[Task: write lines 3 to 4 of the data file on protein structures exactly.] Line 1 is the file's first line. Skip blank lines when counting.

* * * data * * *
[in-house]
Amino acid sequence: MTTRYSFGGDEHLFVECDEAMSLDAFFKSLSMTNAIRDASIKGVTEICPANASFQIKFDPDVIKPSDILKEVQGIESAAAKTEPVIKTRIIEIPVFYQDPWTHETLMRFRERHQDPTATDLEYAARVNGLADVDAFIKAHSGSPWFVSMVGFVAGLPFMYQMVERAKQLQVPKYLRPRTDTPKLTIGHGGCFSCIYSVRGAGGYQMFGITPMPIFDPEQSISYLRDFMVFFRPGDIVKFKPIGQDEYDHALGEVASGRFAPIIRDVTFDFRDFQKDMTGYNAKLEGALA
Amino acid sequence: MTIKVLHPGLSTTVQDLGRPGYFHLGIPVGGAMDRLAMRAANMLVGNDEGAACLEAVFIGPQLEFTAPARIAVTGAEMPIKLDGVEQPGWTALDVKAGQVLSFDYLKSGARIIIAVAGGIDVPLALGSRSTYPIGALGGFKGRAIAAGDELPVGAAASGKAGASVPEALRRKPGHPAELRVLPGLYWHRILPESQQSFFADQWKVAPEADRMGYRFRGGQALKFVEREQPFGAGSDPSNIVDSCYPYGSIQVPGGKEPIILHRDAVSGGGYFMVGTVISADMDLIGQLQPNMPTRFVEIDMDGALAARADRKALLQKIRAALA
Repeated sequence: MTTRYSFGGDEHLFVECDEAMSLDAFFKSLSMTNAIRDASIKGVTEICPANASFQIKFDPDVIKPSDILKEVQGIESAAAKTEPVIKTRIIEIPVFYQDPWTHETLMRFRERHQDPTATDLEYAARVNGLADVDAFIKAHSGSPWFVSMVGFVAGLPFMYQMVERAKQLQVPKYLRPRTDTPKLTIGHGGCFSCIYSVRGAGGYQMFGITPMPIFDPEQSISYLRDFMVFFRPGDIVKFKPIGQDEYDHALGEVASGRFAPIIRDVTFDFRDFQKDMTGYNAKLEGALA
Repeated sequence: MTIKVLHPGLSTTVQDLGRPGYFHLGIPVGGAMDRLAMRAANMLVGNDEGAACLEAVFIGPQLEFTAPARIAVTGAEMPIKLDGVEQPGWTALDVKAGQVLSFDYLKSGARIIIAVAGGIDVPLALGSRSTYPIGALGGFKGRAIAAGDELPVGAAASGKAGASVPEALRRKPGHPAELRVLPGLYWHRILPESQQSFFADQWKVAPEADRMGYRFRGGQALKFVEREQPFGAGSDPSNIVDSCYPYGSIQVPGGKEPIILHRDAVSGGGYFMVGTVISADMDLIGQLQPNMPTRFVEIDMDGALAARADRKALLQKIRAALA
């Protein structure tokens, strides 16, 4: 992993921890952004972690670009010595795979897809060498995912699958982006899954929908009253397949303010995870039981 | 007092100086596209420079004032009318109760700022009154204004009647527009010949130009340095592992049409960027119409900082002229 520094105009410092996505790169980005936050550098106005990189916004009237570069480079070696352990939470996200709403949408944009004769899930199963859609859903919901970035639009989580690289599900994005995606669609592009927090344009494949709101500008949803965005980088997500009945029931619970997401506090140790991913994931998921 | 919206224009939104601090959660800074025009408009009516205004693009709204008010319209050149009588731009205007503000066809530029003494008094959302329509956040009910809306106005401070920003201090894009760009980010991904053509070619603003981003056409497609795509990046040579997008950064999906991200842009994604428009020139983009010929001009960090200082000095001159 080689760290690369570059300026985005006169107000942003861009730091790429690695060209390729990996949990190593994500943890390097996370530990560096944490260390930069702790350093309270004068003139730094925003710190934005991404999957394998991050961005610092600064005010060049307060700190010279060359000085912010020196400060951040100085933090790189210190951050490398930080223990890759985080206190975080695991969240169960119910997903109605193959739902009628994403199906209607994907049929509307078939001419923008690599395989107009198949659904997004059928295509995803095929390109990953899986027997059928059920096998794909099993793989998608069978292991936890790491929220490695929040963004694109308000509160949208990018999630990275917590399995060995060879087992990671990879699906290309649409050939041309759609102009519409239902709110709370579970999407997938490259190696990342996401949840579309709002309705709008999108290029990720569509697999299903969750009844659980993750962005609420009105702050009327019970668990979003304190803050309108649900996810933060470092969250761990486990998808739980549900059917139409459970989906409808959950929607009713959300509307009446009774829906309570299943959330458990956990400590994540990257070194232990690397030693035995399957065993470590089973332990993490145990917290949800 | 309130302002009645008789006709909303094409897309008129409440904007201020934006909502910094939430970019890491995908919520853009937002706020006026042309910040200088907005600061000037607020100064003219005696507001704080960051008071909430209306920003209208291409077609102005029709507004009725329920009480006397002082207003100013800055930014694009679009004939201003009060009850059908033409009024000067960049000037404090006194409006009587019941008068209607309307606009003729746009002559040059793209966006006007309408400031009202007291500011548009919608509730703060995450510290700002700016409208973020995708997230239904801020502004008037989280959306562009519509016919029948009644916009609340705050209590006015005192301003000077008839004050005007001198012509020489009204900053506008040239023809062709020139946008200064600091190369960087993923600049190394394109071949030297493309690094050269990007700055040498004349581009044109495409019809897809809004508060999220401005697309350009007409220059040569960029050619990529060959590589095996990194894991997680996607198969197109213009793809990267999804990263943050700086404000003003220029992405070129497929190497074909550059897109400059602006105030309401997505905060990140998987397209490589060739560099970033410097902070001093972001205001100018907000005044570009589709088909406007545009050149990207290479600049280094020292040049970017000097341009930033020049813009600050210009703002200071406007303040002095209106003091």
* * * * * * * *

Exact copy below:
Amino acid sequence: MTIKVLHPGLSTTVQDLGRPGYFHLGIPVGGAMDRLAMRAANMLVGNDEGAACLEAVFIGPQLEFTAPARIAVTGAEMPIKLDGVEQPGWTALDVKAGQVLSFDYLKSGARIIIAVAGGIDVPLALGSRSTYPIGALGGFKGRAIAAGDELPVGAAASGKAGASVPEALRRKPGHPAELRVLPGLYWHRILPESQQSFFADQWKVAPEADRMGYRFRGGQALKFVEREQPFGAGSDPSNIVDSCYPYGSIQVPGGKEPIILHRDAVSGGGYFMVGTVISADMDLIGQLQPNMPTRFVEIDMDGALAARADRKALLQKIRAALA
Repeated sequence: MTTRYSFGGDEHLFVECDEAMSLDAFFKSLSMTNAIRDASIKGVTEICPANASFQIKFDPDVIKPSDILKEVQGIESAAAKTEPVIKTRIIEIPVFYQDPWTHETLMRFRERHQDPTATDLEYAARVNGLADVDAFIKAHSGSPWFVSMVGFVAGLPFMYQMVERAKQLQVPKYLRPRTDTPKLTIGHGGCFSCIYSVRGAGGYQMFGITPMPIFDPEQSISYLRDFMVFFRPGDIVKFKPIGQDEYDHALGEVASGRFAPIIRDVTFDFRDFQKDMTGYNAKLEGALA